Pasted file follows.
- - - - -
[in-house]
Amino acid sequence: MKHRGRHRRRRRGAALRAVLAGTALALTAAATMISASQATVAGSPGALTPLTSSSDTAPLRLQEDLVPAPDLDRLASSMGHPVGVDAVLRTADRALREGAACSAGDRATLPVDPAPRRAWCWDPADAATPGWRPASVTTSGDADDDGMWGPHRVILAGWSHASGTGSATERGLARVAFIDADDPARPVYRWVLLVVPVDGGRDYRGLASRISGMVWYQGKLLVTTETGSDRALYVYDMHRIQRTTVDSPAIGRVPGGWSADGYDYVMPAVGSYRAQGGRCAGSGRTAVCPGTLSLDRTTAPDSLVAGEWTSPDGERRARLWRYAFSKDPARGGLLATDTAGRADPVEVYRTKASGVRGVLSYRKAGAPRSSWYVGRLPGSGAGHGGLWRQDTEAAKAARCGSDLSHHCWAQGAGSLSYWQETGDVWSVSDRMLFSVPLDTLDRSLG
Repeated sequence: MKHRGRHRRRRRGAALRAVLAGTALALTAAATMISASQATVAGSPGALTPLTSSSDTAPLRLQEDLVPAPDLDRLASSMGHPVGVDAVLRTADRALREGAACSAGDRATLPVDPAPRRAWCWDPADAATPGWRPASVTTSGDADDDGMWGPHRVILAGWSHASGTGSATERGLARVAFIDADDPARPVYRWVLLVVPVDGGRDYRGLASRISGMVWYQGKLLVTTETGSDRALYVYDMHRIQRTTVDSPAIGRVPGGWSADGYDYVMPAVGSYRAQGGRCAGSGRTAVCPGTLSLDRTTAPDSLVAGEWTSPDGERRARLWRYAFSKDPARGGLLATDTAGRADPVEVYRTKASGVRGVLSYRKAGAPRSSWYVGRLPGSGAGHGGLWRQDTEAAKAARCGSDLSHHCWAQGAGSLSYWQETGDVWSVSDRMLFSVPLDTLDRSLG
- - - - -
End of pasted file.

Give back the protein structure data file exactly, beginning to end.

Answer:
[in-house]
Amino acid sequence: MKHRGRHRRRRRGAALRAVLAGTALALTAAATMISASQATVAGSPGALTPLTSSSDTAPLRLQEDLVPAPDLDRLASSMGHPVGVDAVLRTADRALREGAACSAGDRATLPVDPAPRRAWCWDPADAATPGWRPASVTTSGDADDDGMWGPHRVILAGWSHASGTGSATERGLARVAFIDADDPARPVYRWVLLVVPVDGGRDYRGLASRISGMVWYQGKLLVTTETGSDRALYVYDMHRIQRTTVDSPAIGRVPGGWSADGYDYVMPAVGSYRAQGGRCAGSGRTAVCPGTLSLDRTTAPDSLVAGEWTSPDGERRARLWRYAFSKDPARGGLLATDTAGRADPVEVYRTKASGVRGVLSYRKAGAPRSSWYVGRLPGSGAGHGGLWRQDTEAAKAARCGSDLSHHCWAQGAGSLSYWQETGDVWSVSDRMLFSVPLDTLDRSLG
Repeated sequence: MKHRGRHRRRRRGAALRAVLAGTALALTAAATMISASQATVAGSPGALTPLTSSSDTAPLRLQEDLVPAPDLDRLASSMGHPVGVDAVLRTADRALREGAACSAGDRATLPVDPAPRRAWCWDPADAATPGWRPASVTTSGDADDDGMWGPHRVILAGWSHASGTGSATERGLARVAFIDADDPARPVYRWVLLVVPVDGGRDYRGLASRISGMVWYQGKLLVTTETGSDRALYVYDMHRIQRTTVDSPAIGRVPGGWSADGYDYVMPAVGSYRAQGGRCAGSGRTAVCPGTLSLDRTTAPDSLVAGEWTSPDGERRARLWRYAFSKDPARGGLLATDTAGRADPVEVYRTKASGVRGVLSYRKAGAPRSSWYVGRLPGSGAGHGGLWRQDTEAAKAARCGSDLSHHCWAQGAGSLSYWQETGDVWSVSDRMLFSVPLDTLDRSLG